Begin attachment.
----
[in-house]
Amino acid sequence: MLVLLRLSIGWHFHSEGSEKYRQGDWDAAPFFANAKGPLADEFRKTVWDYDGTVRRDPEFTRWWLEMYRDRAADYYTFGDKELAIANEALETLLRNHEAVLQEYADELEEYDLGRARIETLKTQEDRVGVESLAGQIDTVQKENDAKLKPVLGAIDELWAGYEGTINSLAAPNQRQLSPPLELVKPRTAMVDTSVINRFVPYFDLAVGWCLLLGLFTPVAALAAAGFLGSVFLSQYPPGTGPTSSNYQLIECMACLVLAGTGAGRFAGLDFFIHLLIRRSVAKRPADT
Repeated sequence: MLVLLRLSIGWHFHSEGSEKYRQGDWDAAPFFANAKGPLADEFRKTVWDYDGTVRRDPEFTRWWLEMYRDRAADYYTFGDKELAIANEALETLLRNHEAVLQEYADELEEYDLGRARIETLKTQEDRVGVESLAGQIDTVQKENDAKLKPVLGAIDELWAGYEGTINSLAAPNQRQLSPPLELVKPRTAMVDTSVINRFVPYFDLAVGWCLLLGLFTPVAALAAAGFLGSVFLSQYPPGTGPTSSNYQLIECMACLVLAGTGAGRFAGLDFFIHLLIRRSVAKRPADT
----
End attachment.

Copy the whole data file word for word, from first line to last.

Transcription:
[in-house]
Amino acid sequence: MLVLLRLSIGWHFHSEGSEKYRQGDWDAAPFFANAKGPLADEFRKTVWDYDGTVRRDPEFTRWWLEMYRDRAADYYTFGDKELAIANEALETLLRNHEAVLQEYADELEEYDLGRARIETLKTQEDRVGVESLAGQIDTVQKENDAKLKPVLGAIDELWAGYEGTINSLAAPNQRQLSPPLELVKPRTAMVDTSVINRFVPYFDLAVGWCLLLGLFTPVAALAAAGFLGSVFLSQYPPGTGPTSSNYQLIECMACLVLAGTGAGRFAGLDFFIHLLIRRSVAKRPADT
Repeated sequence: MLVLLRLSIGWHFHSEGSEKYRQGDWDAAPFFANAKGPLADEFRKTVWDYDGTVRRDPEFTRWWLEMYRDRAADYYTFGDKELAIANEALETLLRNHEAVLQEYADELEEYDLGRARIETLKTQEDRVGVESLAGQIDTVQKENDAKLKPVLGAIDELWAGYEGTINSLAAPNQRQLSPPLELVKPRTAMVDTSVINRFVPYFDLAVGWCLLLGLFTPVAALAAAGFLGSVFLSQYPPGTGPTSSNYQLIECMACLVLAGTGAGRFAGLDFFIHLLIRRSVAKRPADT